The Care And Keeping Of Your Dehumidifier

Dehumidifiers don’t require much maintenance. If you’re concerned that yours may not be operating as well as it should, here’s how to maintain it.

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Dehumidifiers are among the simplest of waterproofing measures you can install around your home. That said, they can also begin to underperform if not properly cared for. With that in mind, what does basic dehumidifier maintenance look like, and when is it time to call in the professionals?

Place Your Dehumidifier With Care

If you’re inspecting your dehumidifier because it isn’t working as effectively as it used to, never fear! Your solution may be as simple as picking it up and moving it somewhere new. The placement of your dehumidifier both impacts the moisture levels in your basement and its ability to continue functioning as it should. Ideally, your dehumidifier should have a direct line of sight toward the spot in your home that leaks most frequently. You should try to keep any boxes or other obstacles out of the way. You’ll also want your dehumidifier to be relatively close to the site of the leak, preferably within at least six inches.

If you notice that your dehumidifier doesn’t seem to be picking up as much water as it used to but you’re still dealing with the side effects of a leak, trying repositioning it for better results.

Empty Your Bucket Regularly

It’s also possible that you may have underestimated how often your dehumidifier needs to be emptied, if you have a conventional dehumidifier. In homes that see regular, high humidity, you’ll want to try and empty your bucket on a daily basis. If you’re letting your dehumidifier bucket fill up, it may stop pulling the moisture from the air so as to preserve its parts.

That’s why we recommend installing a dehumidifier that has the ability to self-drain, either into your interior perimeter drainage system or sump pump system. That way, you don’t have to worry about emptying anything.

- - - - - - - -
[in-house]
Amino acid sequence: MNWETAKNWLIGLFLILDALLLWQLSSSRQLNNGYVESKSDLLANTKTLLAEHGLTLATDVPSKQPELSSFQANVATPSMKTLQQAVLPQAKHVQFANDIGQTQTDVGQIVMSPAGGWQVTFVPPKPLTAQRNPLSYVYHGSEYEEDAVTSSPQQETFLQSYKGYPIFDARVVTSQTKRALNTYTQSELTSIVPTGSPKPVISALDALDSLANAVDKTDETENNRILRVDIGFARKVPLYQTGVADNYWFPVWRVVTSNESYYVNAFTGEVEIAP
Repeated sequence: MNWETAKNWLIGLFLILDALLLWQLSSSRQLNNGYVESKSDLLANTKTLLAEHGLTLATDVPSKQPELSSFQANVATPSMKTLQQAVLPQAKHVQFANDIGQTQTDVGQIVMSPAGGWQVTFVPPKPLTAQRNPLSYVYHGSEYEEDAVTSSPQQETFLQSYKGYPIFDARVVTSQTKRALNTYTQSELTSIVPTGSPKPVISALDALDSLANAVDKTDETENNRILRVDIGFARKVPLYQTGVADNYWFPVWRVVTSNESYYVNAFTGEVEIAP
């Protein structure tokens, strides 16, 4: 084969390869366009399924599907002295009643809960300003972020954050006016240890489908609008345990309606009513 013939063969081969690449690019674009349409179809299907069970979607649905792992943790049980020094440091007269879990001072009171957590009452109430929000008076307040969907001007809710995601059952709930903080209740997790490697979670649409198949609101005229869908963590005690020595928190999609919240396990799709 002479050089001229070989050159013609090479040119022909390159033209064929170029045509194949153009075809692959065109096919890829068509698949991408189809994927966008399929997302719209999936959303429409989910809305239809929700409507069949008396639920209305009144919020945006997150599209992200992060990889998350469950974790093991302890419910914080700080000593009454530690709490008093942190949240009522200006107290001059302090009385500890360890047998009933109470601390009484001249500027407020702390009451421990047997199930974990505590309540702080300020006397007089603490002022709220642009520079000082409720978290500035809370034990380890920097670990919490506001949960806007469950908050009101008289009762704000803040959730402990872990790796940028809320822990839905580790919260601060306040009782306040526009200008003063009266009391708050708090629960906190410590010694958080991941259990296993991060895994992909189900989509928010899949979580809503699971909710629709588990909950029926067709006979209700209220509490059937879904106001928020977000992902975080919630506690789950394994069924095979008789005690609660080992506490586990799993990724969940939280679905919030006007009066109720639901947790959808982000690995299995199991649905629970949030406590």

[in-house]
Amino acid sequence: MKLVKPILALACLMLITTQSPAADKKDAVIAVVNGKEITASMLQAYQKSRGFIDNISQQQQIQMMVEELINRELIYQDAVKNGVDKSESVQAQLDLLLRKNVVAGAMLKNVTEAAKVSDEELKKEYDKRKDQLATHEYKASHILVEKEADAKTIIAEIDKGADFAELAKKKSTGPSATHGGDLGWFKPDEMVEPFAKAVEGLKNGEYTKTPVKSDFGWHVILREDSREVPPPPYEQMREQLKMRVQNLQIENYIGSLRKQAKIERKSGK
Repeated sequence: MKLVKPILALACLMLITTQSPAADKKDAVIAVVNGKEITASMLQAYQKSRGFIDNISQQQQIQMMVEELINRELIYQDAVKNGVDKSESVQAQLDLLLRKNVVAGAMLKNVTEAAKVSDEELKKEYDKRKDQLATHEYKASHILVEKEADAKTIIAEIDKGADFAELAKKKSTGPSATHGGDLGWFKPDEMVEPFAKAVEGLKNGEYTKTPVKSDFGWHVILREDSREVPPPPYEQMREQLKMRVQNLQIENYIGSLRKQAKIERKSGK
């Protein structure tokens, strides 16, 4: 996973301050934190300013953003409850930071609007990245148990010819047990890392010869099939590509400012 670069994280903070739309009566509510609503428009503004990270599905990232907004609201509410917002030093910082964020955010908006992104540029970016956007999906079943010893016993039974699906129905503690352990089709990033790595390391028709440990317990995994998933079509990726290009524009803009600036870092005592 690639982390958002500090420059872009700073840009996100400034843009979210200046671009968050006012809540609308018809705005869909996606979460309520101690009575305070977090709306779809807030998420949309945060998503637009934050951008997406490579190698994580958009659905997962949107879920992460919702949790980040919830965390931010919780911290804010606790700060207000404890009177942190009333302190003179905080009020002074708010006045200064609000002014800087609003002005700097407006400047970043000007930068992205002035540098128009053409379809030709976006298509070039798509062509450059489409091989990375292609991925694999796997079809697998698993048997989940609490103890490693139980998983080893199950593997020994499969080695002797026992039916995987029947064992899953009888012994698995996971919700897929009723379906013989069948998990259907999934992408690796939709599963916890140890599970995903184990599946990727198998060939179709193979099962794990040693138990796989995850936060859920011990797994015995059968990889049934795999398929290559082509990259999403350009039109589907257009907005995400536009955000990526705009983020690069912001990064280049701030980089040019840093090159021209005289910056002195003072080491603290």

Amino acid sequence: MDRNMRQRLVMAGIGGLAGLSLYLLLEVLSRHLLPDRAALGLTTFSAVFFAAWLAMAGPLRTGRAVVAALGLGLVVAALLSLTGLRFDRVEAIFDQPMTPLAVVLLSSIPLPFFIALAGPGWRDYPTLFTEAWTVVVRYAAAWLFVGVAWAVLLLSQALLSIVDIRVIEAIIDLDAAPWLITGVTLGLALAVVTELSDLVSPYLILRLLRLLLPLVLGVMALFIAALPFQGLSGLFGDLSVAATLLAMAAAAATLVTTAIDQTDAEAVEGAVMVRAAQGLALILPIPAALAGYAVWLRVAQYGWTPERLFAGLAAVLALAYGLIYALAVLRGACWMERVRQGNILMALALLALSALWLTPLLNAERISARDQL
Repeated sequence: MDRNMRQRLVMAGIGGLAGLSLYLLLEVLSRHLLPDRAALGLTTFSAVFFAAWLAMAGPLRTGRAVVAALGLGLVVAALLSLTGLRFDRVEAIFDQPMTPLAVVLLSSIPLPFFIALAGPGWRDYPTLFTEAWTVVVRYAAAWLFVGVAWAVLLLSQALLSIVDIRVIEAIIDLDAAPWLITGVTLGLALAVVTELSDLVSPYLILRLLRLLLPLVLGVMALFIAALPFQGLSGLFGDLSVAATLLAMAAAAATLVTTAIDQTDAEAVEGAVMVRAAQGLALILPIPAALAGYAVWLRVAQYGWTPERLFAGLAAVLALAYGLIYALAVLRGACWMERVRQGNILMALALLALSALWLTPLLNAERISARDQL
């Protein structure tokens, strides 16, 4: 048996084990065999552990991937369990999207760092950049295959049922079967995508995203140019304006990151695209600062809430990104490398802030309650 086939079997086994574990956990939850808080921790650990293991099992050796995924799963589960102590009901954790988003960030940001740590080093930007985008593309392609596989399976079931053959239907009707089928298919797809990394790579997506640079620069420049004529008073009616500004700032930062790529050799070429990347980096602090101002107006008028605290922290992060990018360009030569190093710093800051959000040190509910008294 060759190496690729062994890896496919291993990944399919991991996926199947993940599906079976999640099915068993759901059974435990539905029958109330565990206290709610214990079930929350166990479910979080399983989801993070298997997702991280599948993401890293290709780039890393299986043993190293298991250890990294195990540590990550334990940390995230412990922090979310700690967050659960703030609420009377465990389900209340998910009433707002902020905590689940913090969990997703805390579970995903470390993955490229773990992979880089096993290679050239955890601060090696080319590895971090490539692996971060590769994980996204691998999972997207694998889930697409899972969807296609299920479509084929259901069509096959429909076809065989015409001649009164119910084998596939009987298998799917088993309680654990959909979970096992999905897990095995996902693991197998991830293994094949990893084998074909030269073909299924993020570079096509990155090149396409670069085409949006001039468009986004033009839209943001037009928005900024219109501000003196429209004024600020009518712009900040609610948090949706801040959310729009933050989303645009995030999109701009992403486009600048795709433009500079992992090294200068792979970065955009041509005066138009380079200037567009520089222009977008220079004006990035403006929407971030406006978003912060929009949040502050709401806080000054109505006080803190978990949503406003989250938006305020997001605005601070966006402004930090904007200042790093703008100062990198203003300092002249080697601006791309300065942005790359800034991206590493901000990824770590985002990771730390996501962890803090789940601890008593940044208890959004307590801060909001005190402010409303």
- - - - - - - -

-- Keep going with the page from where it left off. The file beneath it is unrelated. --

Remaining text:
Check Your Humidistat

If you’re not satisfied with the amount of moisture your dehumidifier pulls from the air, take a look at its humidistat. A humidistat lets you know how much moisture your dehumidifier is actively removing from the air. You can raise and lower a humidistat’s levels at your leisure. That said, you don’t want to overwork your dehumidifier. If your dehumidifier’s been showing signs of wear, you may want to run it on a lower humidistat setting to let it recuperate.

Clean Your Dehumidifier Regularly

While a dehumidifier will help prevent mold growth in your basement, it won’t eliminate mold entirely. In fact, the mold particles that may have otherwise taken advantage of your damp basement may instead migrate and take root in your dehumidifier.

That’s why it’s especially important to keep your dehumidifier clean. At least once a month, you’ll want to actively empty and clean the dehumidifier’s water basket with soap, water, or a gentle chemical cleaner. You’ll also want to vacuum the air intake and grills to keep dust from building up and impeding the dehumidifier’s airflow.

Inspect and Replace Your Filters

On a similar note, make sure to replace your dehumidifier’s filter at least once a year. These filters pull dust particles and other small nuisances out of your air along with your moisture. If you let them go unchanged for too long, your dehumidifier’s overall performance will suffer.

Cycle Your Dehumidifier With Care

It’s tempting, when your dehumidifier stops working, to rapidly turn it on and off again to get it up and running again. Doing so, however, will often do more harm than good. When you don’t give your dehumidifier time to breathe, it can short-cycle and trip your circuit breaker.

Instead of demanding an immediate response out of your dehumidifier, wait at least 15 minutes between turning it off and starting it up again. This way, your dehumidifier will have the time it needs to decompress, and you’ll be able to better inspect its intricate inner workings.

Look At Your Coils

Because your dehumidifier has so much immediate contact with water, the coils inside can freeze, should temperatures in your home drop below a certain level. You’ll want to keep your dehumidifier in a warm and well-protected environment, or else you’ll find yourself dealing with ice in addition to excessive moisture in your air.

Call In A Professional

When in doubt, you can talk over the state of your dehumidifier with one of the professional basement and foundation repair professionals in your area. Virginia Beach, VA, contractors will come to your home and inspect not only your dehumidifier but the overall condition of your foundation and basement. In little to no time at all, they’ll let you know if the problem you’re experiencing is with your dehumidifier or with your home in general. They’ll also be able to provide you with a free quote on any future services you may be interested in.

Your dehu{“type”:”block”,”srcIndex”:2,”srcClientIds”:[“984367fe-07d9-414c-897b-d73966b07b8d”],”srcRootClientId”:””}midifier does a lot of work around your home. Make sure you’re taking care of it while it looks out for you.

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